This resort was owned by the same parent company of the Mara Fig Tree where we stayed at the beginning of our tour. It was nice, but due to the topography we had little shade and thus it seemed much hotter to us. However, I couldn't complain about the accommodations or amenities - really lovely.
We took the pics of our tent from on high when we ascended the center lookout tower of the open air dining room to get a better view of the surrounding area and Mt. Kilimanjaro.
This resort is only four years old and it was very nice. We were pleased it included an oscillating fan in the tent because it did get pretty warm in the middle of the day with the ever present African sun beating down on it. The sixth grader was very displeased with the lizard critters that liked to sunbathe on the tent railings and exterior sides of the tent near the door - way too close for her comfort and produced a lot of shuddering and shooing and arm flapping to try and scare them away.
Below are the views from our tent. The resort very cleverly created two watering holes just beyond the electric perimeter fence so we could watch critters come up for a drink. Unfortunately, all we saw were elephants one evening.
Since we were hot and dusty upon arrival, the daughter decided to go for a swim. It was lovely, though there weren't any umbrellas and so the employee manning the bar moved my sun lounger beneath a nearby tree for some shade. And that's how I got bombed with bright green bird poop on my shirt while reading my Kindle.
Our daily ritual of game drives continued bright and early the next morning, right around sunrise. I guess I wouldn't ever get tired of this sight.
Its top shrouded in clouds the day before, we finally got a good view of Mt. Kilimanjaro. It's just across the border in neighboring Tanzania.
The game wasn't as plentiful in Amboseli, but this is definitely the place to visit if you're mad for elephants. It was the only time I kinda felt ill at ease, when a really large male did this ear flapping move, stomped his feet and acted as if he was going to approach our safari mobile. A bit of a you-looking-at-me moment when I would have responded "No, sir!" and averted my face. David, our safari guide, cranked up the vehicle and was ready to haul butt away from the threatening pachyderm when he knocked off with the bluster after proving his point - he was the big man in the game park.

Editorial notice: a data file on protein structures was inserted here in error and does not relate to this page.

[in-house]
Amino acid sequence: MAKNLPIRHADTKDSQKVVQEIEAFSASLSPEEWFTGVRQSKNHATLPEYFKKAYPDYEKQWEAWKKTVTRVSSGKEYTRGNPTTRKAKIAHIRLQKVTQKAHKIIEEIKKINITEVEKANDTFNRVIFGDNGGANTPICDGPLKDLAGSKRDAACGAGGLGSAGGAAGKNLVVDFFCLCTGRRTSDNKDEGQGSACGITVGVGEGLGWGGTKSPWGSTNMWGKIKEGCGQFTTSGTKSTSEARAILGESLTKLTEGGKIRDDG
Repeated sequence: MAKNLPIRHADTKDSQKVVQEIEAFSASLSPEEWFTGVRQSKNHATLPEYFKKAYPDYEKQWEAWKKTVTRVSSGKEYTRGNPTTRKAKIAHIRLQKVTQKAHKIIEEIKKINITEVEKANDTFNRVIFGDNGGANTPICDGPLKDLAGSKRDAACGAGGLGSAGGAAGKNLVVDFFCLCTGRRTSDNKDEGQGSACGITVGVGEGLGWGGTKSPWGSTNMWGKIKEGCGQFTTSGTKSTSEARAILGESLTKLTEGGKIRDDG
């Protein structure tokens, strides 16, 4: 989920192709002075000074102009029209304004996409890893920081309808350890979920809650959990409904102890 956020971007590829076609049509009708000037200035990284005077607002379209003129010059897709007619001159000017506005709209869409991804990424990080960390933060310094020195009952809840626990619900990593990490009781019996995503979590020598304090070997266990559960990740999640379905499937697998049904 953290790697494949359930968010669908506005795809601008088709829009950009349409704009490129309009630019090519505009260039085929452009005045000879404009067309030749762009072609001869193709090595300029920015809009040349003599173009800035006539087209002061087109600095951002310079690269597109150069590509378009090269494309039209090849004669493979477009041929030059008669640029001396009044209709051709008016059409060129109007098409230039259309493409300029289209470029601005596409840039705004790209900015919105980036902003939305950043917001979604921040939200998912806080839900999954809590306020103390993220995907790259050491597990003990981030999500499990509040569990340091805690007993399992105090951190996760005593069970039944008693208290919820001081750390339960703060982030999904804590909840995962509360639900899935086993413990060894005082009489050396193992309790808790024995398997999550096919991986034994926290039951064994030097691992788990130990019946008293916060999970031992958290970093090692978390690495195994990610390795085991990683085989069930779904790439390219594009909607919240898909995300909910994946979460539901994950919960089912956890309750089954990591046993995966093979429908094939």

The pic above isn't one of my better shots and probably shouldn't have made the cut for the blog, but we sat and watched three elephants play around in a small pond for about 15 minutes. It was some distance away from the road, which we were unable to leave due to the park rules, and so we had to use our binoculars and zoom on the camera to fully appreciate it. Our guide pointed out what appeared to be a rock nearby, but it was really a lone hippo watching their antics.
The crested something-or-other birds, seen below, were hilarious. The male bird danced around the female while she studiously ignored his come hither routine. My favorite was this butt in the air move he did. Maybe she gave him her number after that stunt.
There were several times during our photo safari when I did my cheesy American asking a goofy question shtick. Usually it involved something I've watched on TV about Africa. I've seen faux termite mounds in zoos - see Houston's really nice example below. I was expecting something really impressive, so the ones we saw in the park were a bit of a letdown. Of course, they were still bigger than the largest fire ant mound I've ever seen back home in Texas and so who am I to complain. Maybe these Amboseli mounds are home to the underachievers and slackers of the termite world.
We saw baboons again, in a low lying rather green area of the park where the rangers have homes and there is another lodge for tourists. This fellow below cracked me up, checking out his foot.
We were enjoying the fence sitters, above, until the older one on the left used his perch as a toilet and did a big poo.
I love the contemplative aspect of the shot above, with the baboon perched atop the crude water tank. Do you think he's trying to figure out how to get a drink?
And I had to try and snap a shot of the moving target below, a momma baboon with her baby clutching her stomach as she walks through the grass.
After learning at Lake Nakuru that a darker coat on a giraffe means it's older, we were looking for a granny or grampy giraffe at Amboseli. This is the darkest one we spotted on our game drives.
On our final game drive in Amboseli, I took two pics. The first is of a bleached animal skull. We saw quite a few bright white bones strewn across the grasses alongside the road, including vertebrae and leg bones in addition to skulls. They weren't placed there to enhance the ambience or make it more realistic. It was a reminder to us that the whole Lion King, Circle of Life theme is on display all over Africa.
Last, but not least, is one of my pics of several different dirt devils we saw on our afternoon game drives. David told us they are common in this area.